St Eligius was chosen to be bishop of Noyon and Tournai, at the same time as his friend St Audoenus was made bishop of Rouen. They were consecrated together in the year 641. Eligius proved as good a bishop as he had been layman, and his pastoral solicitude, zeal and watchfulness were most admirable. Soon he turned his thoughts to the conversion of the infidels, who were a large majority in the Tournai part of his diocese, and a great part of Flanders was chiefly indebted to St Eligius for receiving the gospel. He preached in the territories of Antwerp, Ghent and Courtrai, and the inhabitants, who were as untamed as wild beasts, reviled him as a foreigner, "a Roman"; yet he persevered. He took care of their sick, protected them from oppression, and employed every means that charity could suggest to overcome their obstinacy. The barbarians were gradually softened, and some were converted; every year at Easter he baptized those whom he had brought to the knowledge of God during the twelve preceding months. The author of the Life tells us that St Eligius preached to the people every Sunday and feast-day and instructed them with indefatigable zeal; an abstract is given of several of his discourses united in one, by which it appears that he often borrowed whole passages from the sermons of St Caesarius of Arles. It would perhaps be more correct to say that the writer of the Life has borrowed from St Caesarius, though there are similar borrowings in the sixteen homilies attributed to St Eligius. One of these may possibly be authentic, a very interesting discourse in which the preacher warns his hearers against superstitions and pagan practices observances of January 1 and also of June 24 are mentioned, work must not be abstained from out of respect for Thursday (dies Jovis) or May month, charms, biblical and other, fortune-telling, watching the omens, and many other superstitions (some of them still used in Great Britain today) are forbidden. In their place he urges prayer, the partaking of the body and blood of Christ, anointing in time of sickness, and the sign of the cross, with the recitation of the creed and the Lord's Prayer.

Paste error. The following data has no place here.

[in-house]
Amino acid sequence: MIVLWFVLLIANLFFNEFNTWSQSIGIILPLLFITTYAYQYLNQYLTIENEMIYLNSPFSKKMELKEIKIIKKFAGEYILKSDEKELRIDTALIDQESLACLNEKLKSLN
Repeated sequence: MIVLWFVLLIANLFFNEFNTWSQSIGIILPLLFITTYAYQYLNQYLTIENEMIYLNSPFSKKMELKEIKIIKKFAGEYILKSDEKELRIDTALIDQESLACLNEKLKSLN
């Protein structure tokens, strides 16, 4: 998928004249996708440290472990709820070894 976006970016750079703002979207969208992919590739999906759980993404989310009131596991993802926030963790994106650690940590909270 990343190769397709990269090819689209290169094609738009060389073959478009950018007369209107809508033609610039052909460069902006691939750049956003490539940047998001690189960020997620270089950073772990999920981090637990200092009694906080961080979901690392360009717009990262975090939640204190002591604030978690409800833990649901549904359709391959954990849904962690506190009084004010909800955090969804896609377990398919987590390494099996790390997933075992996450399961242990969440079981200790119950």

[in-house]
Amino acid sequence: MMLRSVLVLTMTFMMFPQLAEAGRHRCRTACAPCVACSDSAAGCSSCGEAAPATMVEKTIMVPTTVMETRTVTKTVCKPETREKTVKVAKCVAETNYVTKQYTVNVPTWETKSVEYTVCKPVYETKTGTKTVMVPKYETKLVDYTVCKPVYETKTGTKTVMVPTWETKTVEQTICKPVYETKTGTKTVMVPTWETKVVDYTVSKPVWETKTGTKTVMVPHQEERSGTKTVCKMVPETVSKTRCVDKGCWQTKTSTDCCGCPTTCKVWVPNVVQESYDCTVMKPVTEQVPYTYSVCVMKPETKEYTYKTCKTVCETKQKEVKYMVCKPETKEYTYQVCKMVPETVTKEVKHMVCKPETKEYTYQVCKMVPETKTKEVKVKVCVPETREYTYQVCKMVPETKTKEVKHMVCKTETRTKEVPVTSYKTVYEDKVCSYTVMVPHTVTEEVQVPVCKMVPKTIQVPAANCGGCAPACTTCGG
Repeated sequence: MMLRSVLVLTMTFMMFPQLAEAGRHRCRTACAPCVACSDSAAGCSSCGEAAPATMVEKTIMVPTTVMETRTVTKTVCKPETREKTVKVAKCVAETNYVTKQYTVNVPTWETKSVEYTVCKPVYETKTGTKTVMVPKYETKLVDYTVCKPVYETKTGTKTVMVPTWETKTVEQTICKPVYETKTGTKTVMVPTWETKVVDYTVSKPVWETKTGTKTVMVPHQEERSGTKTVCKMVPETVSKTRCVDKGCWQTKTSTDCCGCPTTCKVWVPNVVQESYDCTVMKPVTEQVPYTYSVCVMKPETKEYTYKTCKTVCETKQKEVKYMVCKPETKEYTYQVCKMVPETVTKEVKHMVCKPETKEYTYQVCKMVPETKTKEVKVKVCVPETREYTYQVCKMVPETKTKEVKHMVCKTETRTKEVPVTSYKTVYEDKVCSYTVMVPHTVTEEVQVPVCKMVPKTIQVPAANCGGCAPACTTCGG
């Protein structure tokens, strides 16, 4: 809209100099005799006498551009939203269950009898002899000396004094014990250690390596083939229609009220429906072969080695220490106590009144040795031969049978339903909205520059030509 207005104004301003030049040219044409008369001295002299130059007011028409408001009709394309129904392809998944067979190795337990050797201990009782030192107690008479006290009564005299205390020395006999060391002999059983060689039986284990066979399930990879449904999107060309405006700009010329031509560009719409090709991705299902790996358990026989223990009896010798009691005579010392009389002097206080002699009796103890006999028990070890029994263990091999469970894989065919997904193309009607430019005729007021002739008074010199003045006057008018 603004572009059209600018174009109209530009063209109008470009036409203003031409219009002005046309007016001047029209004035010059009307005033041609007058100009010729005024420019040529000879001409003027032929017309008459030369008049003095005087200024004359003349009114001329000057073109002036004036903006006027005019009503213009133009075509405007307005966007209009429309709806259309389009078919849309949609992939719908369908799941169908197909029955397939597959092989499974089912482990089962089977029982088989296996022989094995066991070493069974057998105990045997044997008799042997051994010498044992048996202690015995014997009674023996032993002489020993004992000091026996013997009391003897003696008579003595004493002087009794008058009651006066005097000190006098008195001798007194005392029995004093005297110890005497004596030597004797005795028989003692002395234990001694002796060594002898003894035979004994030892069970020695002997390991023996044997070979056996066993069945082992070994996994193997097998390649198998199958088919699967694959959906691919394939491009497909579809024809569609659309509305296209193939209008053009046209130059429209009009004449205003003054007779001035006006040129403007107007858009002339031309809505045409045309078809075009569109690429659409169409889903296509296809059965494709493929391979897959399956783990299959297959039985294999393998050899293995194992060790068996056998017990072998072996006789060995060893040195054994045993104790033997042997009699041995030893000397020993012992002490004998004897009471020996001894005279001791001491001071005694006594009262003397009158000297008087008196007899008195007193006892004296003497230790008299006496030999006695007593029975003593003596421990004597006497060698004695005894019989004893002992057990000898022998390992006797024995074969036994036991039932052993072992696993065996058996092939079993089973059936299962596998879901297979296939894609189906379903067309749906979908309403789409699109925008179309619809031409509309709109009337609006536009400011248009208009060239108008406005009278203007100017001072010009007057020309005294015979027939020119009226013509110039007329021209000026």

At Noyon St Eligius established a house of nuns, to govern which he fetched his protégée, St Godeberta, from Paris, and one of monks, outside the city on the road to Soissons. He was very active in promoting the cultus of local saints, and it was during his episcopate that several of the reliquaries mentioned above were made, either by himself or under his direction. He took a leading part in the ecclesiastical life of his day, and for a short time immediately before his death was a valued counsellor of the queen-regent, St Bathildis. His biographer gives several illustrations of the regard which she had for him, and they had in common not only political views but also a deep solicitude for slaves (she had been carried off from England and sold when a child). The effect of this is seen at the Council of Chalon (c. 647), which forbade their sale out of the kingdom and decreed that they must be free to rest on Sundays and holidays. The only certainly authentic writing of St Eligius is a charming letter to his friend St Desiderius of Cahors.
"Remember your Eligius", he says in the course of it, "0 my Desiderius, who art dear to me as mine own self, when your soul pours itself out in prayer to the Lord...I greet you with all my heart and the most sincere affection. Our faithful companion, Dado, greets you also.” Dado is St Audoenus. When he had governed his flock nineteen years Eligius was visited with a foresight of his death, and foretold it to his clergy. Falling ill of a fever, he on the sixth day called together his household and took leave of them. They all burst into tears and he was not able to refrain from weeping with them; he commended them to God, and died a few hours later, on December 1, 660. At the news of his sickness St Bathildis set out from Paris, but arrived only the morning after his death. She had preparations made for carrying the body to her monastery at Chelles. Others were anxious that it should be taken to Paris, but the people of Noyon so strenuously opposed it that the remains of their pastor were left with them. They were afterwards translated into the cathedral, where a great part of them remain. St Eligius was for long one of the most popular saints of France, and his feast was universal in north-western Europe during the later middle ages. In addition to being the patron saint of all kinds of smiths and metalworkers, he is invoked by farriers and on behalf of horses: this on account of legendary tales about horses that have become attached to his name. He practised his art all his life, and a number of existing “pieces” are attributed to him.